Saturday, September 26, 2009

Working Class Heroes on Film

In an era where any old fool can film something and post it on YouTube, it's a real pleasure to discover this week two hidden pearls from a time when home movies weren't quite so ubiquitous and which, even better, show us glimpses of people from before they became world famous. The short bit of film below shows us Phil Lynott and Brian Downey, later the rhythm section of Thin Lizzy, wandering the streets of Crumlin in 1969, with their band of the time, The Black Eagles. The quality of the film isn't great and neither is the framing and, not surprisingly there's no audio (The Yardbirds' 'Heartful of Soul' provides the soundtrack) but the film is mesmerisingly candid for all the selfconscious posing of the budding rock stars. There's a thrill to seeing any footage of the past in which you recognise things and the old 1940s council houses that flicker into view in the background are familiar to people all over Ireland, we can still see their likes in Limerick, Cork, Sligo, Athlone, Dundalk today, many of them now gentrified out of the price range of the working class that originally inhabited them. But most of all this is about Lynott and his stardom that was to come, the youngster who was to become Dublin's first ever rock star and the first black Irishman of world renown; as Conor McCabe put it in a fine post on Lizzy on Dublin Opinion last year, Lynott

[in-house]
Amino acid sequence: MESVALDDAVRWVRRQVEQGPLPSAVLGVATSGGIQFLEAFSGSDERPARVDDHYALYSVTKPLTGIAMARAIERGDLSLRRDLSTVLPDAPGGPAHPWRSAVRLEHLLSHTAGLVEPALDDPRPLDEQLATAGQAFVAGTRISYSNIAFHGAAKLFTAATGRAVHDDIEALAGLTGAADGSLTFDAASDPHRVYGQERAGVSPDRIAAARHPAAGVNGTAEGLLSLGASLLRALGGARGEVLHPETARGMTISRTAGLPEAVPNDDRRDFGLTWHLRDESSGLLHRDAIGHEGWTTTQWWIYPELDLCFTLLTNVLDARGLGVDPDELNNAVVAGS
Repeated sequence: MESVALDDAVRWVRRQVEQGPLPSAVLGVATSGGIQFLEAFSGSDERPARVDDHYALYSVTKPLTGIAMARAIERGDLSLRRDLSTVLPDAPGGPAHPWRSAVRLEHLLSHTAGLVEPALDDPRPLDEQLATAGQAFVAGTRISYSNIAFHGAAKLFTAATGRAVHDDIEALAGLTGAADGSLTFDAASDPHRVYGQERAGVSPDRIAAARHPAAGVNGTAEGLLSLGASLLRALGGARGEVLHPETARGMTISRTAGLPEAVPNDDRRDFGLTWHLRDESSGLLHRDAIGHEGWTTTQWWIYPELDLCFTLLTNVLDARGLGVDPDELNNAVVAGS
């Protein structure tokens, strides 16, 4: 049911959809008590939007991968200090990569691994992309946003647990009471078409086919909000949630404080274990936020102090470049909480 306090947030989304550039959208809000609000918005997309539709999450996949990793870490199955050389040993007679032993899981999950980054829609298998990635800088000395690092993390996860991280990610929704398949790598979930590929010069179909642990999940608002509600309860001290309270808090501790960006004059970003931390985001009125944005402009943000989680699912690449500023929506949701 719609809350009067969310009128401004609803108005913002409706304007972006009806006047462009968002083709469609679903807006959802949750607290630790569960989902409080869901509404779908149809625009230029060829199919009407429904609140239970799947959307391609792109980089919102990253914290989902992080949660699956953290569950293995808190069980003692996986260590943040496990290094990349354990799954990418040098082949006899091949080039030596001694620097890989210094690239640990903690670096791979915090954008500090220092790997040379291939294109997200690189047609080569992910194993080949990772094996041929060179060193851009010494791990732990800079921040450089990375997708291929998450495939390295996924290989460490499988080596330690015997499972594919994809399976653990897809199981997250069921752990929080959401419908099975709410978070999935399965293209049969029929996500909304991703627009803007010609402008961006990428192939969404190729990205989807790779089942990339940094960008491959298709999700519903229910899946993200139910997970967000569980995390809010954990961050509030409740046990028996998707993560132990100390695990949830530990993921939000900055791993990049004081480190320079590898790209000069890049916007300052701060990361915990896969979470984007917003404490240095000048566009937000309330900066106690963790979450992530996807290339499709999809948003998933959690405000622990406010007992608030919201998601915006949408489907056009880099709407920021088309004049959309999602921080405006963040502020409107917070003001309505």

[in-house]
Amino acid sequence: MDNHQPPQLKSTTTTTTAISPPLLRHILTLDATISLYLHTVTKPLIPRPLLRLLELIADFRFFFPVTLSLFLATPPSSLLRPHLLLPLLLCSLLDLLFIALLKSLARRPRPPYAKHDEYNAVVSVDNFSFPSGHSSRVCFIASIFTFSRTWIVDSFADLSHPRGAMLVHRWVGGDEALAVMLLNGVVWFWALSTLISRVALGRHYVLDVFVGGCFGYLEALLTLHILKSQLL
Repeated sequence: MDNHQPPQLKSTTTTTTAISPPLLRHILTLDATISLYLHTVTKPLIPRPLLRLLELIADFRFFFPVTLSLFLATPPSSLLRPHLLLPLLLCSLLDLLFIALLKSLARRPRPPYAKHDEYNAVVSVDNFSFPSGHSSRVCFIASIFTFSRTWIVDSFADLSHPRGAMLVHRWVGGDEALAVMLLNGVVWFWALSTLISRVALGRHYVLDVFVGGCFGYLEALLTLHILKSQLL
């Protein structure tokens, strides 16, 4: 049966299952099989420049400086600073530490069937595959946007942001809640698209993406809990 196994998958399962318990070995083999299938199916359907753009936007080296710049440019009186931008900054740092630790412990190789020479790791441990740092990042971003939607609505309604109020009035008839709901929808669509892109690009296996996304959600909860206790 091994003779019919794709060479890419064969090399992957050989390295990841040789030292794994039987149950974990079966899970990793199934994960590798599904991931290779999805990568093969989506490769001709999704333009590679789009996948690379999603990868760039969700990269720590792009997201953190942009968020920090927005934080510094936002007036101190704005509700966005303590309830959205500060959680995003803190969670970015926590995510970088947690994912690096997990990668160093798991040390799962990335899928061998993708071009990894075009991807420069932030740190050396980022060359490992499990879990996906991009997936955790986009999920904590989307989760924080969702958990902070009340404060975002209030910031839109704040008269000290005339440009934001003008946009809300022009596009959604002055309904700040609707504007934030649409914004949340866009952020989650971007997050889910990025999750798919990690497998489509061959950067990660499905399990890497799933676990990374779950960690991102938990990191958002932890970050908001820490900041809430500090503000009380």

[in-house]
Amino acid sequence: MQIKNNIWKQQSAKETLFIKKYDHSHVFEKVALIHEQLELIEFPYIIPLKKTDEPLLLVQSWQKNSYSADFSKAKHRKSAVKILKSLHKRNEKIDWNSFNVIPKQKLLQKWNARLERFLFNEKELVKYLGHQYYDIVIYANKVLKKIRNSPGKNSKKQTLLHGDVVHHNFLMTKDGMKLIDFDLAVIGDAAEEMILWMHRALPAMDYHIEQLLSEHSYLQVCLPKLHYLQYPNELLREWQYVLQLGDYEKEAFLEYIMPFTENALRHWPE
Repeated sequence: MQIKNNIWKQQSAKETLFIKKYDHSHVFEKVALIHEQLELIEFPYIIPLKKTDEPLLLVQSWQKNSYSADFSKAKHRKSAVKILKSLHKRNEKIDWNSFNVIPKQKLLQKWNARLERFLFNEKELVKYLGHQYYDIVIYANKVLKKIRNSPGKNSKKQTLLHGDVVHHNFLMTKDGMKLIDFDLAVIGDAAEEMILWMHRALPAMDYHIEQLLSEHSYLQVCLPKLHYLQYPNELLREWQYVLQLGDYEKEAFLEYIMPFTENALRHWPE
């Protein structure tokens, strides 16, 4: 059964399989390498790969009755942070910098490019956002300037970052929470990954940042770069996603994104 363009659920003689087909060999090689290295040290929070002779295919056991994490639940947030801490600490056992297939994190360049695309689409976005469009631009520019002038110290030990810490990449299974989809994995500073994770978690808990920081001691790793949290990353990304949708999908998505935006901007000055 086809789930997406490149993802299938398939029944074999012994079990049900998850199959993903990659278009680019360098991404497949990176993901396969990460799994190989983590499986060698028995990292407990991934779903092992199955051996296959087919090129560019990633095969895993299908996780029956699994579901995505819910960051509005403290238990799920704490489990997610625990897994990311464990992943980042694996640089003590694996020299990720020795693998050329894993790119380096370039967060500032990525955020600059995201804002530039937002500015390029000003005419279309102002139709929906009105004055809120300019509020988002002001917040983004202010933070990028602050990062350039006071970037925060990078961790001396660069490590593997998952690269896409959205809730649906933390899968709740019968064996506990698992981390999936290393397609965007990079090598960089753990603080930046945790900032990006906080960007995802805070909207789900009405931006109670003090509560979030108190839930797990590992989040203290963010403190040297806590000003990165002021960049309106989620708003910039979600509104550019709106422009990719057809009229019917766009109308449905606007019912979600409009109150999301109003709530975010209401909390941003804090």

is Dublin. The city seeped from him, from everything he did, from the way he moved and talked and looked. It’s hard to think of Phil Lynott coming from anywhere else but Dublin, and even at that, from anywhere else but a Dublin corporation estate. The city was such a part of him, and him of it.

And this gem of a clip is a great counterpart to the video for 'Old Town' that Philo recorded later in life, before his tragically early death in January 1986. Both remind me of the eerie thrill that befalls the sailor in Kipling's great short story 'Mrs. Bathurst' on his first encounter with the new-fangled thing called the cinematograph.

And the YouTube user MsRiposte, who it seems was a family friend of Phil, has also provided us with footage of Philo playing with Skid Row, including Brush Shiels and Gary Moore, the same year.

A huge thank you to Ms Riposte for sharing these with the world. They are absolute gold. And thanks to Philo's fellow Crumlin man and another great musician, Richie Egan of Jape for spreading word of them on his Twitter feed.